Posts Tagged ‘john lahr’

In this week’s New Yorker

September 16, 2014

I haven’t even gotten to this week’s issue, but I just finished last week’s, which is remarkably loaded with good substance, notwithstanding its enigmatic untitled Saul Steinberg cover.

I was taken by virtually all the major features:

* Kelefa Sanneh’s “The Eternal Paternal,” a profile of Bill Cosby that brings up but never satisfactorily addresses accusations of sexual assault;

* Jerome Groopman’s highly technical but engrossing report on a breakthrough in leukemia treatment;

* John Lahr’s profile of Al Pacino, full of weirdly specific mundane details; and

* William Finnegan’s “Dignity,” a moving portrait of the budding labor movement among fast-food workers and an admirable demonstration of a male gringo reporter identifying with a non-English-speaking Latina McDonald’s employee.

Also surprisingly gripping: Alex Ross’s essay on the Frankfurt School of early 20th century intellectuals, centering on the combative friendship of Walter Benjamin and Theodor Adorno and their various takes on pop culture (Adorno and Max Horkheimer, in their 1944 book Dialectic of Enlightenment, opined that the culture industry offered “the freedom to choose what is always the same”).

In this week’s New Yorker

October 23, 2011

The central feature is a long, absorbing profile by Ken Auletta of Jill Abramson (above, photographed by Mary Ellen Mark), the first female executive editor of the New York Times. I admire her and wish her well, and the article told me lots of things I didn’t know. (Among other things, she’s exactly my age and was at Harvard while I was at Boston University.)

David Sedaris’s “Personal History” piece about his travails as a boyhood swimmer and his unsuccessful attempts to ever get his father’s approving attention is funny and stinging, typical for Sedaris. (And if you’re a subscriber, you can hear him read the piece aloud on your app.) And John Lahr’s review of The Mountaintop and We Live Here  served the purpose of confirming my suspicions and convincing me that I don’t need to see those plays.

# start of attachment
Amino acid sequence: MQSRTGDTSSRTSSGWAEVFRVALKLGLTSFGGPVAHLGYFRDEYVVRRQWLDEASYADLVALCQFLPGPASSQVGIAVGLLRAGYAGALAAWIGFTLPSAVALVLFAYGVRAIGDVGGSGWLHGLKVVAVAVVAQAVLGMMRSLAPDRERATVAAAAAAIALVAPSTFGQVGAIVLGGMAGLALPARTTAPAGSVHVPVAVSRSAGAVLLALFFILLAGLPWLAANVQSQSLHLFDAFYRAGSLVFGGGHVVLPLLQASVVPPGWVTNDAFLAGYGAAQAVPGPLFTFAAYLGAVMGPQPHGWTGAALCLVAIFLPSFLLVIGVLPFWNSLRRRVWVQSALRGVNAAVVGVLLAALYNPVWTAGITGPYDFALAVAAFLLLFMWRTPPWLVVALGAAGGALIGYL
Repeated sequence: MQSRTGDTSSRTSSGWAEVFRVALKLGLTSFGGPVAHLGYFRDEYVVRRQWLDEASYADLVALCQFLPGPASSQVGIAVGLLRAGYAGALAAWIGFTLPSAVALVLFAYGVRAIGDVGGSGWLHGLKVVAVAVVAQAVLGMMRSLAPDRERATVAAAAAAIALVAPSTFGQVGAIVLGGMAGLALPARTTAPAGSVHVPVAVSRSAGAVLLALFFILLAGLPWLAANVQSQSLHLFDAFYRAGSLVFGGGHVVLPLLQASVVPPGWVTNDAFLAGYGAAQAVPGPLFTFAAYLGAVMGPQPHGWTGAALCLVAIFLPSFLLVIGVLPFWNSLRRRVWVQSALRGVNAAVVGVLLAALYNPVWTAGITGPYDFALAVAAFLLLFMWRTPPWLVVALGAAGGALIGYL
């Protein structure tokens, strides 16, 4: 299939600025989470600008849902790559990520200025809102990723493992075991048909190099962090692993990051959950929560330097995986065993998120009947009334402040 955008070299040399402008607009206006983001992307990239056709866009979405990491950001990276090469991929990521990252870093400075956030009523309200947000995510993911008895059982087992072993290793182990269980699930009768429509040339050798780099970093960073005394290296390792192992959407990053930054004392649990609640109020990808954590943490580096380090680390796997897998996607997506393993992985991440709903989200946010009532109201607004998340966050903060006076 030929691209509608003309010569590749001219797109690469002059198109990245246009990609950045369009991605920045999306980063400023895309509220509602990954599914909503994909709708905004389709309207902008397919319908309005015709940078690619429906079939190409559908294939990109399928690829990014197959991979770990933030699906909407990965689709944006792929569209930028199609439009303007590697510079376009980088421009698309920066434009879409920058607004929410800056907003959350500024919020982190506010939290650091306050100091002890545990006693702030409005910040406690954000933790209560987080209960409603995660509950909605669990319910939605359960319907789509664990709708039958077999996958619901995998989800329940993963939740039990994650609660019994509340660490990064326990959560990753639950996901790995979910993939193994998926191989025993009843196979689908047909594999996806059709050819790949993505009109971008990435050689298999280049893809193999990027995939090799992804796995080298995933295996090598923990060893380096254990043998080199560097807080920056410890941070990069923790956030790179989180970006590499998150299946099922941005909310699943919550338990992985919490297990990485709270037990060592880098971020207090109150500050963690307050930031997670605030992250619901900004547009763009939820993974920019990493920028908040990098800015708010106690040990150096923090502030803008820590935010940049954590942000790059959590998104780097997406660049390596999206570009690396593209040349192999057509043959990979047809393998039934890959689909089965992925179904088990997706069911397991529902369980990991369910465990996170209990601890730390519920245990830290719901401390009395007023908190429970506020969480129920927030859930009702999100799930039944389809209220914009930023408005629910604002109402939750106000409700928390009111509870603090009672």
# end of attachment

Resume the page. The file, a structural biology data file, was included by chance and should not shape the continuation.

I also appreciated this “Critic’s Notebook” by Joan Acocella, brief enough to quote in full:

“Press releases and reviews are always telling us how our savviest artists ‘deconstruct’ the things of the past: take them apart and reveal their wrong, wrong assumptions. In fact, when today’s artists do adaptations of ‘Romeo and Juliet’ or Martha Graham, it’s usually not because they scorn those old favorites but because they cherish them. Modernism was a harsh, puritanical movement. Times have changed, under postmodernism. Actually,w e should probably thank something more specific, the gay art movement of the nineteen-sixties forward. In a world blasted beige by modernism, Charles Ludlam, John Waters, and Jack Smith gave magenta back to us. But all reforms get absorbed, and John Kelly is a product of such synthesis. His 1988 dance-theatre work ‘Find My Way Home,’ which will be revived at New York Live Arts Oct. 21-29, is a modern take on Gluck’s ‘Orfeo ed Euridice.’ There is no ‘deconstruction’ here: no knowing-better. The piece is a tribute to Gluck, and a serious essay on how it is to lose the thing you loved.”

In this week’s New Yorker

May 28, 2011

Yes, it’s farmer’s market season again — yay! And hooray for the clever New Yorker cover with that reminder.